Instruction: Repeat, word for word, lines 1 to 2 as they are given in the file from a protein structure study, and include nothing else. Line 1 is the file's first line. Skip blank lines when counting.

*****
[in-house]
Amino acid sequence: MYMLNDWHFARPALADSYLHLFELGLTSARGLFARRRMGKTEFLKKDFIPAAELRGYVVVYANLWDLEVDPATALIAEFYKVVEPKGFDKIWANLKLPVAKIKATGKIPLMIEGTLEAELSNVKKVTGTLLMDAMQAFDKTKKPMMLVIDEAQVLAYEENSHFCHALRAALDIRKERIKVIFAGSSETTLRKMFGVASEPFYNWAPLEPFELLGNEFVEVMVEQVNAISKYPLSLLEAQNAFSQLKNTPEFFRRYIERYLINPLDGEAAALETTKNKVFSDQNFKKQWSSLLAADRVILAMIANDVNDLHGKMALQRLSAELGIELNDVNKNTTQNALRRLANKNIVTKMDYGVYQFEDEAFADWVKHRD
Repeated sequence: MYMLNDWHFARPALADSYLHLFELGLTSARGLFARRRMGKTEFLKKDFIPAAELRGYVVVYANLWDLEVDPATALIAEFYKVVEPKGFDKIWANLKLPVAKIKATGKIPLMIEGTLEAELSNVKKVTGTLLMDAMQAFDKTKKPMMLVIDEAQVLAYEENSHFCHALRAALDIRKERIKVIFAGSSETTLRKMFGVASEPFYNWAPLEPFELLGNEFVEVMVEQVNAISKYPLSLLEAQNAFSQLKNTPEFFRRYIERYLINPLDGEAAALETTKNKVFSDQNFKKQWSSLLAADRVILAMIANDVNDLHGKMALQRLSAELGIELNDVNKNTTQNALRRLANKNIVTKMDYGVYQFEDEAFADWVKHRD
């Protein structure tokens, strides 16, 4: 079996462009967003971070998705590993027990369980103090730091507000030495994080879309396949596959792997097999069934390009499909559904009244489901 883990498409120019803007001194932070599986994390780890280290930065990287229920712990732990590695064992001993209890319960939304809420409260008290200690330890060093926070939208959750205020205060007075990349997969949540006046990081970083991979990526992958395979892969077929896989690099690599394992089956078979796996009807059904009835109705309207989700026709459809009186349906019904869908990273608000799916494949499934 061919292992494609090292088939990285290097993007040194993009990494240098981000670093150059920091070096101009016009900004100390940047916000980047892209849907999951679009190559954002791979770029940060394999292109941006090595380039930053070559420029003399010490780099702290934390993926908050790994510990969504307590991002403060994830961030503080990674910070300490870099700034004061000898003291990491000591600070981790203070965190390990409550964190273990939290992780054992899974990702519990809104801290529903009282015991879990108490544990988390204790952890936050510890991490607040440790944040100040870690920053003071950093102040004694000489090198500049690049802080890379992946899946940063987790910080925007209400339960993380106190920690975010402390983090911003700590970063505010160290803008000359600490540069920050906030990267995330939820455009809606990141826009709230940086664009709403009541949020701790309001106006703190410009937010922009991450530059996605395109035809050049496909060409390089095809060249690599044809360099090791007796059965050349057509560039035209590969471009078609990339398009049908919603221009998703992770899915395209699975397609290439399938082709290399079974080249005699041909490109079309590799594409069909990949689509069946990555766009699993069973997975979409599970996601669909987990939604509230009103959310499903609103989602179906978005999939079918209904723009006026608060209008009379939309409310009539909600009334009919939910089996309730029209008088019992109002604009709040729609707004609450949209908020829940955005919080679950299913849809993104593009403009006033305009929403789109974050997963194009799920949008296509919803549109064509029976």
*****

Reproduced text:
[in-house]
Amino acid sequence: MYMLNDWHFARPALADSYLHLFELGLTSARGLFARRRMGKTEFLKKDFIPAAELRGYVVVYANLWDLEVDPATALIAEFYKVVEPKGFDKIWANLKLPVAKIKATGKIPLMIEGTLEAELSNVKKVTGTLLMDAMQAFDKTKKPMMLVIDEAQVLAYEENSHFCHALRAALDIRKERIKVIFAGSSETTLRKMFGVASEPFYNWAPLEPFELLGNEFVEVMVEQVNAISKYPLSLLEAQNAFSQLKNTPEFFRRYIERYLINPLDGEAAALETTKNKVFSDQNFKKQWSSLLAADRVILAMIANDVNDLHGKMALQRLSAELGIELNDVNKNTTQNALRRLANKNIVTKMDYGVYQFEDEAFADWVKHRD